But what "Monsters" has going for it is that very rare thing in family entertainment -- a positive female lead. Susan (voiced by Reese Witherspoon) begins as a docile bride-to-be, prepared to follow her upwardly-mobile husband wherever his career leads them. (She's even willing to accept Fresno over Paris as a honeymoon destination because it will help his career.) Then fate intervenes in the form of a meteorite that transforms Susan into a giant. The government immediately rips her from her hometown and imprisons her along with a handful of other lovable mutants.

Fate again falls from the skies when an alien robot starts tearing up northern California, and the government decides to dispatch its "monsters" to stop it. In doing so, Susan finds new strength and purpose and begins to enjoy her role as a protector. But she finds that her old friends, family, and fiancé are reluctant to hang out with her and her fellow monsters.

Ultimately, Susan faces a choice: to go back to her normal, subservient life and live "happily ever after," or to remain a strong, unmarried giant with a career that she loves. That she chooses the latter is a real credit to the film and sets it apart from such fare as "The Little Mermaid." The fact that she needed to be forcibly removed from her old life for her to make this choice is rather interesting, but I'll let those familiar with feminist theory and false consciousness comment on that.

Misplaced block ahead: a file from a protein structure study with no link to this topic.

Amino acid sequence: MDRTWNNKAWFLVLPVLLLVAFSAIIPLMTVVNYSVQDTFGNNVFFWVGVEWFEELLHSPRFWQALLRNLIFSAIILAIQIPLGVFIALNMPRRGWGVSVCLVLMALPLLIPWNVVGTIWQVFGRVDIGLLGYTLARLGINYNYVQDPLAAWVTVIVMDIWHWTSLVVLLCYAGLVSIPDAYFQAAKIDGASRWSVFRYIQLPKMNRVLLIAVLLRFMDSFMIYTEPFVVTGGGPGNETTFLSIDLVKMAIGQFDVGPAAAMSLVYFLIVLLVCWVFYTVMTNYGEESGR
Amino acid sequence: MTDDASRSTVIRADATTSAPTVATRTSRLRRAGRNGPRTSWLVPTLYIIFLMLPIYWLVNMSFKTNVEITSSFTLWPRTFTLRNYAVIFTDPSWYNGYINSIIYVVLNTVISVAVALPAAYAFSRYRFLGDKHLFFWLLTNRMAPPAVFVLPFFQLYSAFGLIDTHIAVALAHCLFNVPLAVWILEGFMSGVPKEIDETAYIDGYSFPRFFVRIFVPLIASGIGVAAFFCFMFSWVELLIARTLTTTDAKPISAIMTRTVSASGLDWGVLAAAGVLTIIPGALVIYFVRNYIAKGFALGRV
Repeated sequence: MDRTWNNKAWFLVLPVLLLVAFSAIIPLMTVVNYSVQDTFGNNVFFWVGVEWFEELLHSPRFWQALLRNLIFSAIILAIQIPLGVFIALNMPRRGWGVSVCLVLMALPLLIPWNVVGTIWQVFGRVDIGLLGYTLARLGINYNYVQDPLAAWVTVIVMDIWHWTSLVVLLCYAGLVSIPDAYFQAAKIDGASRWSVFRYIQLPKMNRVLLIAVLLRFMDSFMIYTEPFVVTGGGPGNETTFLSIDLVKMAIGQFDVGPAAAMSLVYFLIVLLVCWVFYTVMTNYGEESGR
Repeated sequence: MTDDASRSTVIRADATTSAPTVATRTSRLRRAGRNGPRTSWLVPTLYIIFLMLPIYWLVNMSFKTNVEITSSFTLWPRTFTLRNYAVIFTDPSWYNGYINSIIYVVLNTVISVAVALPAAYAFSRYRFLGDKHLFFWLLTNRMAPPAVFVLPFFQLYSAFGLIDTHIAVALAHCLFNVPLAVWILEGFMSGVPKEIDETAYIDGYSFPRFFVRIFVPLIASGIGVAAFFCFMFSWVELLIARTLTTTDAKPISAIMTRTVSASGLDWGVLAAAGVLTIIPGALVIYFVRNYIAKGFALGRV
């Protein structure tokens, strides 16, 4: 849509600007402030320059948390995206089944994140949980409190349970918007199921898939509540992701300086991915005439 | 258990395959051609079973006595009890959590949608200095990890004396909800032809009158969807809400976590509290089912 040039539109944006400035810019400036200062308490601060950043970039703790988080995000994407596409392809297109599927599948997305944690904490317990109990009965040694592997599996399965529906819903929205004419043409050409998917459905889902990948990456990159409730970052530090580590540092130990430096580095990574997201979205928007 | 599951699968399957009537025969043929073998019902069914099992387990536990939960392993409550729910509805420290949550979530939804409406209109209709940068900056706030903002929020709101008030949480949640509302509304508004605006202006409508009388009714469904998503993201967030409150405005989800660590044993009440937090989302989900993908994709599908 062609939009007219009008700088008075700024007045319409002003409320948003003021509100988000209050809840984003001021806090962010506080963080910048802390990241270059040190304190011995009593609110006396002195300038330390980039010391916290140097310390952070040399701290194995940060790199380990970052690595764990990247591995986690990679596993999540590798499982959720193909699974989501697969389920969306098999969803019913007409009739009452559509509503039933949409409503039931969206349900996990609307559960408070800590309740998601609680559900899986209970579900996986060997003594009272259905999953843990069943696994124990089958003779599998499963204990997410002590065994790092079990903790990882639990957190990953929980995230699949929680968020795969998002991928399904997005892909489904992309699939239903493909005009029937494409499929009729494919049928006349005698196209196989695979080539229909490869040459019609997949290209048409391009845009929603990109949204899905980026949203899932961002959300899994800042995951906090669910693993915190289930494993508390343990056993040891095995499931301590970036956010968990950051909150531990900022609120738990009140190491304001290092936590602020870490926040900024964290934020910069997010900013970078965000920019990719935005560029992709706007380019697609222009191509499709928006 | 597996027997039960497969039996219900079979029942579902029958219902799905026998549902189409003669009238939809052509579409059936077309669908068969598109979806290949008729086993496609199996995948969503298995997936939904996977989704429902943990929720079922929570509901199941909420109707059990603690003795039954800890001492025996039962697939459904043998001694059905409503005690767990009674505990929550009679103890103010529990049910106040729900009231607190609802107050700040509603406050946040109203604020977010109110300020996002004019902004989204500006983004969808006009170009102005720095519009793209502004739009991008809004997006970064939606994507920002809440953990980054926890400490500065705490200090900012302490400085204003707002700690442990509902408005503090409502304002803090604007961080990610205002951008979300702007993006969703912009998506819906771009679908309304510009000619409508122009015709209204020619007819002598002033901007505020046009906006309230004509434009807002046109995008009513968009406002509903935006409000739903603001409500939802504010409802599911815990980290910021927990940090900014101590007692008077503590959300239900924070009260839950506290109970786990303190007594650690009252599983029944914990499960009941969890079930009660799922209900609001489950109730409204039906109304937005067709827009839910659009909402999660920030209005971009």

Anyway, I'm not sure how much my four-year old daughter picked up from this viewing, but she could do worse than seeing the occasional movie like this.

Also, Stephen Colbert was really good as the president.

Marketing opportunity

I saw a preview for the new "Land of the Lost" movie the other day. Looks fun. They've obviously made a bunch of changes to the story, but several key characters, including Chaka and the Sleestaks, are there. And so is Enik! According to IMDB, he's being played by John Boylan, who I think played the racist cop in the first Harold and Kumar movie. I hope he's up to the task.

I wonder if I can parlay this into a money-making opportunity for this blog.

Saturday, April 18, 2009

Solar sails

Thomas Mallon has a piece in this month's Atlantic about solar sails. The last I heard about any form of solar sailing (other than Count Dooku's silly ship) was in an Arthur C. Clarke short story about a competitive sport in which people use solar winds to propel themselves past the moon. Mallon reports that people are now taking this technology seriously and are proposing using it to send a payload to another solar system. Unfortunately, Mallon's piece focuses largely on international politics and funding (it is a political magazine, after all), and not on the technology, about which I was particularly curious.